Thursday, 13 September 2012

How far should you go for Mr. Viral?

It goes without saying that I see a lot of films, except for the fact that I just finished saying it. I’ve seen some really good films, some really bad films, and films that fall somewhere in between. Being a filmmaker I have seen films that have started from scratch and had trouble getting traction with an audience, I have seen films go from concept to production and then disappear into oblivion. I’ve even had occasions where films have      gone on to do really well. It’s hard to tell what audiences will react to, whether positive or negative, but there are certain fundamental things which we all generally react positively to.
Mr. Viral understands this quite well. After all, it’s a film about marketing. More specifically it’s about viral marketing and the effectiveness of promoting things on the internet. It’s also written and directed by a man who spent years of his life in the marketing industry, the great Alex Boothby. I would be disappointed if he didn’t understand the basics of impulse control and how to manipulate it. What’s interesting is that as much as the film is about that side of ourselves and the potential dangers that giving in to such impulses, for profit or otherwise, the filmmakers clearly attempt to prey upon some of those basic desires within its audience as well.
For all the sex and violence and exploitation that a lot of the characters go through or have done to them, the film itself is not gratuitous. So much of what goes on that would turn the film from an R rated film to an NC-17 rating is off screen or implied more than anything. The characters get more and more depraved as the story moves forward, yet we as the audience are never entirely given a full view into just how far things have gone. Which is exactly what most filmmakers should do, particularly a former marketing guy turned filmmaker.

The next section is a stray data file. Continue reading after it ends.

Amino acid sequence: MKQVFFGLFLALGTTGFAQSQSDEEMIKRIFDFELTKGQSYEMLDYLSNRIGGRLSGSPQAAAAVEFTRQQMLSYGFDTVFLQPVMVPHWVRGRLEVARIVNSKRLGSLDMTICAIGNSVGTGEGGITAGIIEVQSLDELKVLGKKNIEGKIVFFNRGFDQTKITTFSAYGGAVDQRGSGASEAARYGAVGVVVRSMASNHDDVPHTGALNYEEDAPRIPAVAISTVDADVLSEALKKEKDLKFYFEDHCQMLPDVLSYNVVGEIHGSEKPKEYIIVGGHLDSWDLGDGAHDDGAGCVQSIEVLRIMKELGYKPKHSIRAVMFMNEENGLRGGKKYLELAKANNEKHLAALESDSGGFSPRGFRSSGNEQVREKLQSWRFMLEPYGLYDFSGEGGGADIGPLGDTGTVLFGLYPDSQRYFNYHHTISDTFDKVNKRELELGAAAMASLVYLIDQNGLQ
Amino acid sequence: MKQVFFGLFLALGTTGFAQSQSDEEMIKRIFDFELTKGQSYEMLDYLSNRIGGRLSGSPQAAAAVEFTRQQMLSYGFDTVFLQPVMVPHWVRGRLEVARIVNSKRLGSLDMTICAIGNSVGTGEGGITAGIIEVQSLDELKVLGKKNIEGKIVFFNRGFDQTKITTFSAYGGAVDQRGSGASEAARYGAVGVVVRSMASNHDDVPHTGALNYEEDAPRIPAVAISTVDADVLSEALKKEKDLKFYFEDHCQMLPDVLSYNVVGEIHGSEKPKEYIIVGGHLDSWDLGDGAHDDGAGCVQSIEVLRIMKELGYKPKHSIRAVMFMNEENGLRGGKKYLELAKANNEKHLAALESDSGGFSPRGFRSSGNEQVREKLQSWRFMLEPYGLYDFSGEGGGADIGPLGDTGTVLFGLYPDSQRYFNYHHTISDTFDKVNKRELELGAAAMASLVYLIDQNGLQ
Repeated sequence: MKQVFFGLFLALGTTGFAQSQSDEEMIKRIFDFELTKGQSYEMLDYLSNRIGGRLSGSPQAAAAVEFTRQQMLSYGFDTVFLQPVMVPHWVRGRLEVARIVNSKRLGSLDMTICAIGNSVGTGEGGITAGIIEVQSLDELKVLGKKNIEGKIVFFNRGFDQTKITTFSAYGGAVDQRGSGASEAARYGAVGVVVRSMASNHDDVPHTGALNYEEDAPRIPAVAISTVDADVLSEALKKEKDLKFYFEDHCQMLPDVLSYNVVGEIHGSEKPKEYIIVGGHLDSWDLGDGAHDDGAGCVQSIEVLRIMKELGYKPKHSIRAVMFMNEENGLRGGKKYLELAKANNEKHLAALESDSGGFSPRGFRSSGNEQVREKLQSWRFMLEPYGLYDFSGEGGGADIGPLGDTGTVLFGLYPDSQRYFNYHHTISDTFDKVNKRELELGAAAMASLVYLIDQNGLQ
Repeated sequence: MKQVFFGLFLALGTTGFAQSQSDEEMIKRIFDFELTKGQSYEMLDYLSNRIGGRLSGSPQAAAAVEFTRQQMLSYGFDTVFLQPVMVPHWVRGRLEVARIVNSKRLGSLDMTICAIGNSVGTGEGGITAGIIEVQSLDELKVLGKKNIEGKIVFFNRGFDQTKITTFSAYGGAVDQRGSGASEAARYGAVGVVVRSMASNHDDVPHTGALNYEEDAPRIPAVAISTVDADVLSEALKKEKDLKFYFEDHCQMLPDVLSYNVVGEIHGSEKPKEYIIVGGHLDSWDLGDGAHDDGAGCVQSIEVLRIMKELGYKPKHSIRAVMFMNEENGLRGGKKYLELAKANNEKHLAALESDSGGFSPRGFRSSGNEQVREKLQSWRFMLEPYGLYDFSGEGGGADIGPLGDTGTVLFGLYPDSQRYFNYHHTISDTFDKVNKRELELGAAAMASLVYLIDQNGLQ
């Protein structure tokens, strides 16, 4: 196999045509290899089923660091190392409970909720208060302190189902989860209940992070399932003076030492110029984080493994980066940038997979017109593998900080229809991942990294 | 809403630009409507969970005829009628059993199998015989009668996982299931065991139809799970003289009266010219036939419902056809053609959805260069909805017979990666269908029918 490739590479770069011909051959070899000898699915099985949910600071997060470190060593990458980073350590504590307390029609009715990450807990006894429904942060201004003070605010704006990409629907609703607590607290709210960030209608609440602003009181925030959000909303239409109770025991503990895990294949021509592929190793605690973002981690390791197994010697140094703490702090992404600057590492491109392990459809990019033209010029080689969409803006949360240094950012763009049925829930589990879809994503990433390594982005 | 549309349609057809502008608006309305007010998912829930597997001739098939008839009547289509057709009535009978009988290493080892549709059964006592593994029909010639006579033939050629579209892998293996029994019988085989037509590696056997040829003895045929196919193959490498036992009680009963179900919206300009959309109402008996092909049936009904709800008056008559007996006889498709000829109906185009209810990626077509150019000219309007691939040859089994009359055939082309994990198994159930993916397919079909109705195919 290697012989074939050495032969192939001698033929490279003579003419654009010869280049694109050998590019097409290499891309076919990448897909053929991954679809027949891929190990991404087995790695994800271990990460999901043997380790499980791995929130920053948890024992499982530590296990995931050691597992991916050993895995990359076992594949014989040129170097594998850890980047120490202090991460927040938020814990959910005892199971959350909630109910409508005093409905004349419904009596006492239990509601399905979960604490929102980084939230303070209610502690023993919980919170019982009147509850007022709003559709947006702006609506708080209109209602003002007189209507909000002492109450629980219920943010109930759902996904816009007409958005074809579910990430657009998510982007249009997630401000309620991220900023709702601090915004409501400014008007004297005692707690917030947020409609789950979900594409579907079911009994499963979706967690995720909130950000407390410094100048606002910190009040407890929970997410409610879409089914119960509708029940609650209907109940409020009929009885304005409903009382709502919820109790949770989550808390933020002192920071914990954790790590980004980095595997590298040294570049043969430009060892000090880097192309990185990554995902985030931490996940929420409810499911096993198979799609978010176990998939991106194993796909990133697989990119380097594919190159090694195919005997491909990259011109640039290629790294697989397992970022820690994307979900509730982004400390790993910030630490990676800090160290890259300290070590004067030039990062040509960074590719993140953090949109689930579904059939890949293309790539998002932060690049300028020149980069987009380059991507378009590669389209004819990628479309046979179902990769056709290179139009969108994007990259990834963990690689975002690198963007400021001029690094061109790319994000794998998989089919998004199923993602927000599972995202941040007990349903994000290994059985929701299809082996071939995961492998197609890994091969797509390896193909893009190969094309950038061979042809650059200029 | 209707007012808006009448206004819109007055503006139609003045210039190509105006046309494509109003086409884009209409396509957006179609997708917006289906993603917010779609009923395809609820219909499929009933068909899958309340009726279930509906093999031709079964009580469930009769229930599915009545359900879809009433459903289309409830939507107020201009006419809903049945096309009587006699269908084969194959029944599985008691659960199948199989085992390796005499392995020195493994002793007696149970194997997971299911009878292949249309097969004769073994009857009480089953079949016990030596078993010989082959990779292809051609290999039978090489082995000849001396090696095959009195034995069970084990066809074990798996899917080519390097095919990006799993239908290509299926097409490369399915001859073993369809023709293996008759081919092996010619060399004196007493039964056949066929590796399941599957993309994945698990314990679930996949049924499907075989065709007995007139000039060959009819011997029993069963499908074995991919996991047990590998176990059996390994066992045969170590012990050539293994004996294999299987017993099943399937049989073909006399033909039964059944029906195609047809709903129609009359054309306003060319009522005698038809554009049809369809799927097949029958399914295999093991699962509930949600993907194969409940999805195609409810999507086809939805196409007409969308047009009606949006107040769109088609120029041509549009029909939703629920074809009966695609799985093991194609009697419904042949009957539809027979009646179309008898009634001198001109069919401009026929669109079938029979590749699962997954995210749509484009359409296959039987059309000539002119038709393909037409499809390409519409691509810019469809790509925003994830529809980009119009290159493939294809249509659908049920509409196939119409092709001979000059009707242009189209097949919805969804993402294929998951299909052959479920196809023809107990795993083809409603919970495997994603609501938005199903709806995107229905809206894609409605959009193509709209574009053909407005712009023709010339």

The story moves along quickly enough that you’re always wondering what’s going to happen next and yet you spend more than enough time with each character that you actually care and kind of worry about what will happen to them. Even as some of the characters become less and less likeable, you still care enough about them to worry about what they have gotten themselves into. This is great as well because, having read one of the earlier scripts, I wasn’t sure that they were going to achieve that. After seeing the finished product though I can see that they clearly had a vision and a focus that I didn’t really plug into at the time.
What’s interesting to me as well is that I can actually see this film being a much bigger movie if it couldn’t be done. And this is not said to detract or to be critical the film or the people involved, the actors and filmmakers did a fantastic job and I really do hope that this launches their careers, but in numerous places I could see characters being played by Phillip Seymour Hoffman, or Mary Steenburgen or Wallace Shawn. I hope that the people involved take that as a compliment, because it’s intended to be. This isn’t a film that comes off like a bunch of guys with a video camera trying to make it in the industry. It comes off like a group of filmmakers with the potential to handle a big Hollywood project. I have no doubt that when it goes to the Calgary film festival and beyond it will be enjoyed by all.
How far should you go for Mr. Viral? As far as you can take it. This film is going to turn some heads, and most of the heads are going to turn to the filmmakers and ask... what’s next?

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